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Onoff control

For more details on this topic, see Bangbang control.

A thermostat is a simple negative feedback controller: when the temperature (the "process
variable" or PV) goes below a set point (SP), the heater is switched on. Another example could
be a pressure switch on an air compressor. When the pressure (PV) drops below the threshold
(SP), the pump is powered. Refrigerators and vacuum pumps contain similar mechanisms
operating in reverse, but still providing negative feedback to correct errors.
Simple onoff feedback control systems like these are cheap and effective. In some cases, like
the simple compressor example, they may represent a good design choice.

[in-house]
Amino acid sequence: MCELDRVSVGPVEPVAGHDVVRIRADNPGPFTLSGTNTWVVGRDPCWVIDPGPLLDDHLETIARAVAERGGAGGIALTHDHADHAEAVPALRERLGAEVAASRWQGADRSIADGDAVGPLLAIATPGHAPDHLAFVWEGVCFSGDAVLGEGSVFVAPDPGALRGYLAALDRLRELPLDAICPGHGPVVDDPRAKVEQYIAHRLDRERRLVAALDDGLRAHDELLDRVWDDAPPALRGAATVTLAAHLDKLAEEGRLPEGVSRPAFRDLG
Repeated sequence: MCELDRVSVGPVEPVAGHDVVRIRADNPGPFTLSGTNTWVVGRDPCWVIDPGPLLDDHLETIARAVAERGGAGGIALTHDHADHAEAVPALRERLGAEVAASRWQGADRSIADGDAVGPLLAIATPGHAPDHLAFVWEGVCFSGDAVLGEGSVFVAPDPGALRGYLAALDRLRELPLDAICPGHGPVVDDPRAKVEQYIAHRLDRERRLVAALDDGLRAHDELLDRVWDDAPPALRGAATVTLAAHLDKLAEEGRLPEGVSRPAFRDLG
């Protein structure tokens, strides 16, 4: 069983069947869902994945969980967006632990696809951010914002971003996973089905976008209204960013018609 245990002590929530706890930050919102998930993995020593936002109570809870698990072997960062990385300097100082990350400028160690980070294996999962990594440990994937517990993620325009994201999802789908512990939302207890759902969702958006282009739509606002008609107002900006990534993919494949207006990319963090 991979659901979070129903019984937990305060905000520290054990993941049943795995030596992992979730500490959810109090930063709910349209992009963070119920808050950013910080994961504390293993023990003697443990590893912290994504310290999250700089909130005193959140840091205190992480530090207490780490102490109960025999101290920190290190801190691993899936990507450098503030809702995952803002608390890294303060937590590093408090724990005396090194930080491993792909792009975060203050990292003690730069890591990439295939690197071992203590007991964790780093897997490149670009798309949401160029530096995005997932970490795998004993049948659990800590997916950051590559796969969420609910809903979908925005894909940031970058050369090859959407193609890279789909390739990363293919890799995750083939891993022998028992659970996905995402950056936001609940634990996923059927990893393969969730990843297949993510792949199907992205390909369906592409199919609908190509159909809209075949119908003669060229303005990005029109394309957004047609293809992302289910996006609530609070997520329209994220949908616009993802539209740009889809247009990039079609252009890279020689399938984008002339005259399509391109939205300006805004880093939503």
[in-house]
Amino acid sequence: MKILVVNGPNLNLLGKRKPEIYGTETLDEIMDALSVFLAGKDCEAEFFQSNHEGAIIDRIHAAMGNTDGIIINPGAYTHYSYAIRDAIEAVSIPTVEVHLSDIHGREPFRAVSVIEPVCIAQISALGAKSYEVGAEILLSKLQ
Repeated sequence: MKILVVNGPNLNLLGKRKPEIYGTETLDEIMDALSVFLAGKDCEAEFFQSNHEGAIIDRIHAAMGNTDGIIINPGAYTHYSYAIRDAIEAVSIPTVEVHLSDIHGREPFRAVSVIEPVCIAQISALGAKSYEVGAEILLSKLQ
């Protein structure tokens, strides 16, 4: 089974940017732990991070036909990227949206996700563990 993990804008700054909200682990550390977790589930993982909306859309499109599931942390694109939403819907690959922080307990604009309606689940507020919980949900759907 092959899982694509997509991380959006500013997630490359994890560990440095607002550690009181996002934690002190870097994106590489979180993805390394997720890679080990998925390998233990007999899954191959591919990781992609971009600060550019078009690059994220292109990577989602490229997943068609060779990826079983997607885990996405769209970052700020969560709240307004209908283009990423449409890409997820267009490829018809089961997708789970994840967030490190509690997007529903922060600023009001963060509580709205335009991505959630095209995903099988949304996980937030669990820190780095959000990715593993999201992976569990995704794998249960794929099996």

In most applications of onoff feedback control, some consideration needs to be given to other
costs, such as wear and tear of control valves and perhaps other start-up costs when power is
reapplied each time the PV drops. Therefore, practical onoff control systems are designed to
include hysteresis which acts as a deadband, a region around the setpoint value in which no
control action occurs. The width of deadband may be adjustable or programmable.